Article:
How to Realistically Achieve 5 Common New Year's Resolutions
Making a resolution to be healthier in the New Year is nothing new. Each year, people vow to lose weight, eat better and take more time to themselves. But old habits die hard. By March, motivation fades and people slip back into their old ways, making it difficult to keep up with their healthy goals—better luck next year.
This doesn't have to be the case. It's possible to turn a New Year's resolution into a permanent change by setting realistic goals and following a detailed plan.
Our health experts are here to help you set goals and develop a plan to realistically achieve five common New Year's resolutions for better health.
Find something you like to do. If you like yoga, find classes you can attend a few times per week. If you like biking, find a local trail and get going. On the other hand, if you hate running, don't sign up to do a 5K thinking it will make you exercise—you probably still won't like it and you will find excuses not to run!
Schedule the time in your calendar. If you don't have the time already planned out, you'll find something else to fill it.
Avoid fad diets, food trends, and quick fixes. Just because it is the New Year doesn't mean you need to hop on a radical band wagon and change everything about how you eat. This common pitfall is why a lot of people lose steam before spring. Crash or fad diets usually result in fast weight loss, but also rapid weight gain afterwards. The best way to improve diet and lose weight is to start small, and make one significant change at a time. These things may include snacking less or drinking less sugary beverages such as iced tea, fruit juice, soda, etc. It might also mean changing how your family eats together. Whatever the changes are, working through each one on its own is the best way to have long lasting results.
Don't try to quit cold turkey. Less than 5% of people who go cold turkey will be successful. Speak to your doctor about nicotine replacement therapy—patches, gum, medication, etc. You're four times more likely to find success that way. You'll also eliminate approximately 4,000 toxic chemicals that are found in cigarette smoke from entering your body. You'll be left with the nicotine, which is the addictive element, but the replacement therapy allows you to wean yourself off usually within 12-24 weeks. By speaking to your doctor, picking a stop date and creating a plan for nicotine replacement therapy, you'll put yourself in a good position to quit.
Get More Sleep
The best way to meet a goal of getting more sleep is to start slowly. Try getting into bed just 15 minutes earlier. Each week, try moving that bedtime slightly earlier; even a few minutes will help. Be sure you shut off all electronic devices. The back light from phones and tablets actually inhibit sleep. Light tells the brain that it's time to wake up. If you want to get to sleep, shut these electronics off and get to bed. If you do this gradually, with the goal that each week you'll add 15 minutes of sleep per night, then in a month you'll be up to an hour. Every adult needs between 7-9 hours of sleep. If that becomes your goal, you'll meet it.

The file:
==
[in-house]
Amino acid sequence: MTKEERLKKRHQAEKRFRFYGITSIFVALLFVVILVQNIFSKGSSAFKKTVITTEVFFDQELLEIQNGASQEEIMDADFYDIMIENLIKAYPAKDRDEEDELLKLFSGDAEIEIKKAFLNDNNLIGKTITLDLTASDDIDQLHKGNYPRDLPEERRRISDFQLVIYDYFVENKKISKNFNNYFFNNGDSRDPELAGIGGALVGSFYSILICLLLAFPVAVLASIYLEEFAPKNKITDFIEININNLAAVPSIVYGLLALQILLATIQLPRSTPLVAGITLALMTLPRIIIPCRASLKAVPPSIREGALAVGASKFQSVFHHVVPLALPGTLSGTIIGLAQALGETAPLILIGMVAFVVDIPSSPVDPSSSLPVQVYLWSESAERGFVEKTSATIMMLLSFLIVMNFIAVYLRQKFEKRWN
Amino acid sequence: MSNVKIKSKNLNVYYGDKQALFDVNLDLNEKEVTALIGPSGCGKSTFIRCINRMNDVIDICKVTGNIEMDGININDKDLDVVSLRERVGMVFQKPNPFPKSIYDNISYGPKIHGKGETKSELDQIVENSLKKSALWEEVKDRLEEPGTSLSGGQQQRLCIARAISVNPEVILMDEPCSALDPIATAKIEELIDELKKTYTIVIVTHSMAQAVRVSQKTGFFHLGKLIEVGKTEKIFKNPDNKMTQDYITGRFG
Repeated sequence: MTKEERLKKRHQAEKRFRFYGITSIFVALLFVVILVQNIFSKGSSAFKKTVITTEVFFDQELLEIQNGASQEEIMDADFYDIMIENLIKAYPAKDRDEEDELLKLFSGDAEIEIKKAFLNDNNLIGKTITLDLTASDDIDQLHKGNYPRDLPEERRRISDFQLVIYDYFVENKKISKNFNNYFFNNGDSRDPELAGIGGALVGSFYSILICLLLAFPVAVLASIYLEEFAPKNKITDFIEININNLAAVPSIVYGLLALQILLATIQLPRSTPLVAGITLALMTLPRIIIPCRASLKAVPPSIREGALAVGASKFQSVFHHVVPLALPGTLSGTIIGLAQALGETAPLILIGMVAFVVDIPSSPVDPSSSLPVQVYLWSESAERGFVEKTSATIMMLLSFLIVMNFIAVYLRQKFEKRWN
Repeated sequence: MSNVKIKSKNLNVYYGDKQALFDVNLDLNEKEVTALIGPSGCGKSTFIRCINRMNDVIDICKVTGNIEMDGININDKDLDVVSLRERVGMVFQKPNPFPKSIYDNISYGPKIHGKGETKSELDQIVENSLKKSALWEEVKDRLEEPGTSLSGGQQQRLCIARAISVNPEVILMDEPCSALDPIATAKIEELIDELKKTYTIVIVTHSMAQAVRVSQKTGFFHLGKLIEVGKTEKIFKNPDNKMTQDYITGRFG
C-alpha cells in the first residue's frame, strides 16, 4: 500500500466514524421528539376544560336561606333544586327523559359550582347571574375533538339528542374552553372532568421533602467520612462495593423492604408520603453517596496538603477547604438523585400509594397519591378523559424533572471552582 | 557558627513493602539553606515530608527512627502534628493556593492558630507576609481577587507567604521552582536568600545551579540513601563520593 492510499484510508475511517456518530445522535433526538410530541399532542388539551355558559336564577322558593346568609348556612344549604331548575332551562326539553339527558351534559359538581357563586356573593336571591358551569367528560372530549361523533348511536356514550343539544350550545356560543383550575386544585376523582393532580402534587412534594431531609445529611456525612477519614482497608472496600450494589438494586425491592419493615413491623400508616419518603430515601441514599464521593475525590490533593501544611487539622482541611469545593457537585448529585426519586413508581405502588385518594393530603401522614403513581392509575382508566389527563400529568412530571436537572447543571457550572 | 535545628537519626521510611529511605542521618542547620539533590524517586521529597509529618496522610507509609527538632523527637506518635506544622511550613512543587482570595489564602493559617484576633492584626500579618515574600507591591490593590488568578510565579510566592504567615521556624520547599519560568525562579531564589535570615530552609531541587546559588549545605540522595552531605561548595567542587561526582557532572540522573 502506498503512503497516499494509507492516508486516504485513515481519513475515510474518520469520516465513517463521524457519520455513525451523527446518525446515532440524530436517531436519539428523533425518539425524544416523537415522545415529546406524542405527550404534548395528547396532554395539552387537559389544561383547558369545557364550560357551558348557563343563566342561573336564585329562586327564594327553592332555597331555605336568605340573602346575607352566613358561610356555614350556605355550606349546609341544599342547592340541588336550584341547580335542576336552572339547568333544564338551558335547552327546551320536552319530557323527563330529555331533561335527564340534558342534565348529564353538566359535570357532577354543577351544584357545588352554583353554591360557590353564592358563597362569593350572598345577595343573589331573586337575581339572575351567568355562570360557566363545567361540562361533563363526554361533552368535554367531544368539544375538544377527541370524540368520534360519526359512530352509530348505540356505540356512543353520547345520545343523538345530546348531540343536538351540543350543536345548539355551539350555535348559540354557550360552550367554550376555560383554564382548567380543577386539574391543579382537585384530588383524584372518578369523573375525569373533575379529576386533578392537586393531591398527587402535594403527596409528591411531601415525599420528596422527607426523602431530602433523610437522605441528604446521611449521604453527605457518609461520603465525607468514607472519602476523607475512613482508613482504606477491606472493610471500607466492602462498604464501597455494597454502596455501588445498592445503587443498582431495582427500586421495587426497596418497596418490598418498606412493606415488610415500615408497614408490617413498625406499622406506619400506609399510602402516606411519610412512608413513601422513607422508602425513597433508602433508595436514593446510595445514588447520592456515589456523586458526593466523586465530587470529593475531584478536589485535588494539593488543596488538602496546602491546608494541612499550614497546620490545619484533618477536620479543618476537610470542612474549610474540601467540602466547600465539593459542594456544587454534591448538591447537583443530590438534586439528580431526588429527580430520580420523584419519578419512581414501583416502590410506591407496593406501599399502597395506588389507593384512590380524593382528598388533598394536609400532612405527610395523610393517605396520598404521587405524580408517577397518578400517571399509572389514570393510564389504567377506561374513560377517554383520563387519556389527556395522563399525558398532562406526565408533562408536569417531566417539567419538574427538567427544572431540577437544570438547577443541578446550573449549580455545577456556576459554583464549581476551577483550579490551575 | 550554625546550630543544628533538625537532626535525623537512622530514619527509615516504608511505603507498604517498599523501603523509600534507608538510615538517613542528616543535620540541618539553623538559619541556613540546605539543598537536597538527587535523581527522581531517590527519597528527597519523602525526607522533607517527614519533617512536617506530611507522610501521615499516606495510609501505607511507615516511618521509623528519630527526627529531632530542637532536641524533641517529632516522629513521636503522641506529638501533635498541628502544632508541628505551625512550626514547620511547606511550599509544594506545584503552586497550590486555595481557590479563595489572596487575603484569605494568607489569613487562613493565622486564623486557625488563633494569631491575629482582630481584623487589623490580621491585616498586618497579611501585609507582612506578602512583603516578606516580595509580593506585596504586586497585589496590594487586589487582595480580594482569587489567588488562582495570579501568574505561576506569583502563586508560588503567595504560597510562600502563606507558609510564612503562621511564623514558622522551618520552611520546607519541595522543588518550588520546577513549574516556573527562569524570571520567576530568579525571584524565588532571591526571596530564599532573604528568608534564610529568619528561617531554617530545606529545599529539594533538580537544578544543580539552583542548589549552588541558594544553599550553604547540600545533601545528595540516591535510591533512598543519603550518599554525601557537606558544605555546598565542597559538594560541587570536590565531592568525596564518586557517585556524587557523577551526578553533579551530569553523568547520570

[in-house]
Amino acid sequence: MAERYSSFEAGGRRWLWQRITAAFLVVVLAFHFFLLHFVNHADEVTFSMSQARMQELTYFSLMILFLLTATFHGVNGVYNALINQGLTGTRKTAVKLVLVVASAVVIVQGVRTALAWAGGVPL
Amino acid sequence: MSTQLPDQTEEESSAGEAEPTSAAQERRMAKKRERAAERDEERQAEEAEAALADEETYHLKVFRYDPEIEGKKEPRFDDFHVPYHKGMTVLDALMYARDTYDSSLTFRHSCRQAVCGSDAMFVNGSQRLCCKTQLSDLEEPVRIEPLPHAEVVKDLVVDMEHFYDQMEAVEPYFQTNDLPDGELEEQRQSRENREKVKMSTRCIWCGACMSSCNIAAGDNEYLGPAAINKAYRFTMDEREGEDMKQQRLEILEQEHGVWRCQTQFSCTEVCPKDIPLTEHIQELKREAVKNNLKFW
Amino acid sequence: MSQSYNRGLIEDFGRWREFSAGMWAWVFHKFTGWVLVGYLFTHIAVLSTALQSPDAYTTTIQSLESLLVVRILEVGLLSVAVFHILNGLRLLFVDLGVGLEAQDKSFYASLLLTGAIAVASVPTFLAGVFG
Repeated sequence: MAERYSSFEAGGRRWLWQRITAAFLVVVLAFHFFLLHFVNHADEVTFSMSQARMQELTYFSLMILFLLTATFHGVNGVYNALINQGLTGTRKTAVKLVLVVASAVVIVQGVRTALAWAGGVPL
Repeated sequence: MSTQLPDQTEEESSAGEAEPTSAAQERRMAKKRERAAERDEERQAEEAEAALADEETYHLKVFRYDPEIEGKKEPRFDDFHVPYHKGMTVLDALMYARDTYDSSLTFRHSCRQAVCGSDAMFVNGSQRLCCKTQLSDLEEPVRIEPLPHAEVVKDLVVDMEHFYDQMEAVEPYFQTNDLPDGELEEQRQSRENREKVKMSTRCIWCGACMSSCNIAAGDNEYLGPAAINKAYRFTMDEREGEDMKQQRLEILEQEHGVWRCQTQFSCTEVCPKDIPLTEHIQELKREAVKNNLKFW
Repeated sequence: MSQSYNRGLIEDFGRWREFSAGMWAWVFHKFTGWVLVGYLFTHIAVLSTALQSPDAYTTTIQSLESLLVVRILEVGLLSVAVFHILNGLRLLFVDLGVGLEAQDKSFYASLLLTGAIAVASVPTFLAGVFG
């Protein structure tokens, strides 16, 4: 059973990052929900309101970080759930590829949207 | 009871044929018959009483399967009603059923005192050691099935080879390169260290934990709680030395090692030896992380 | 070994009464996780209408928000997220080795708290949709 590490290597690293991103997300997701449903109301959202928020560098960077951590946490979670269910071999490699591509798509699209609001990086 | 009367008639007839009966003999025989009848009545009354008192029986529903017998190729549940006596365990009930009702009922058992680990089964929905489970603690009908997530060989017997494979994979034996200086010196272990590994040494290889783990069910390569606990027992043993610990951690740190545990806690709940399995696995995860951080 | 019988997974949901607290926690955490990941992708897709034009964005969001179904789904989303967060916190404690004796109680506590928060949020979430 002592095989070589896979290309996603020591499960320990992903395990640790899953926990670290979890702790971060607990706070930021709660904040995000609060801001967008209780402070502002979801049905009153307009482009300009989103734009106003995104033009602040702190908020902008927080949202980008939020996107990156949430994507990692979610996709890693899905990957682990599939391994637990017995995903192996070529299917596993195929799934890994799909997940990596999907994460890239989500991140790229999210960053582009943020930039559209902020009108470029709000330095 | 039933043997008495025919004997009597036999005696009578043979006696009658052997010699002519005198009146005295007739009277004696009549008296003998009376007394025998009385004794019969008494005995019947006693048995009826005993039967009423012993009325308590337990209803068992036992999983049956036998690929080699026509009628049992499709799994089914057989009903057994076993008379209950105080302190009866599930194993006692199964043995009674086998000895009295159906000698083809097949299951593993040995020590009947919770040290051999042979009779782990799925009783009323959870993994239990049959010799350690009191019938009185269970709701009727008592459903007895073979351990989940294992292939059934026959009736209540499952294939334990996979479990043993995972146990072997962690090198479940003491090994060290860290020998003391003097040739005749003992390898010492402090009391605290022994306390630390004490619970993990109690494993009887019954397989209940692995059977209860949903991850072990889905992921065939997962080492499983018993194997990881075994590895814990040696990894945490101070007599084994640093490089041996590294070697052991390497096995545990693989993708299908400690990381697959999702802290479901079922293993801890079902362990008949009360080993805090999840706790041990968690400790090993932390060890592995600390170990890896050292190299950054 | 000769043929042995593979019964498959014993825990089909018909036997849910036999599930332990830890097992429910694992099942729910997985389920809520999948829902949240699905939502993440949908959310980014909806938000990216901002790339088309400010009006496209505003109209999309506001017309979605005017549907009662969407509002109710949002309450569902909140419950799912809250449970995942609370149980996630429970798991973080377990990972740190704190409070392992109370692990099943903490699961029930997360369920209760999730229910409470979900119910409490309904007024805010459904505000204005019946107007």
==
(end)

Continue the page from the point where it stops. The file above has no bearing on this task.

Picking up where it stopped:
Make Regular Doctor Appointments
Everyone should be seen at least once a year for a physical that includes a blood pressure check. At this appointment, you can discuss with your primary care physician other preventative services that you may need based on your gender, age and other medical conditions. These may include vaccines, mammograms or lipid screening, for example. Most insurance companies require that preventive visits be scheduled 365 days apart, so if you had a physical on January 1, 2015, your next scheduled physical should be January 1, 2016 or later. If it has been a while since your last physical, a good way to remember to do it is to schedule it around your birthday. Think of your health as a gift to yourself!
Robert Promisloff, DO, is a pulmonologist at Drexel Medicine. He specializes in chronic obstructive pulmonary disease (COPD) and sees patients at Drexel's Comprehensive Lung Center.
Joanne Getsy, MD, is medical director of the Drexel Sleep Center. She is recognized as one of the top physicians in the field of sleep medicine in the Philadelphia area and treats patients with a host of sleep disorders as well as patients with pulmonary diseases such as asthma and chronic obstructive lung disease.
Susanna Evans, MD, is a primary care physician at Drexel Medicine. She is the medical director at Drexel Medicine's University City location and specializes in family medicine and preventative medicine.
The information on these pages is provided for general information only and should not be used for diagnosis or treatment, or as a substitute for consultation with a physician or health care professional. If you have specific questions or concerns about your health, you should consult your health care professional.
The images being used are for illustrative purposes only; any person depicted is a model.
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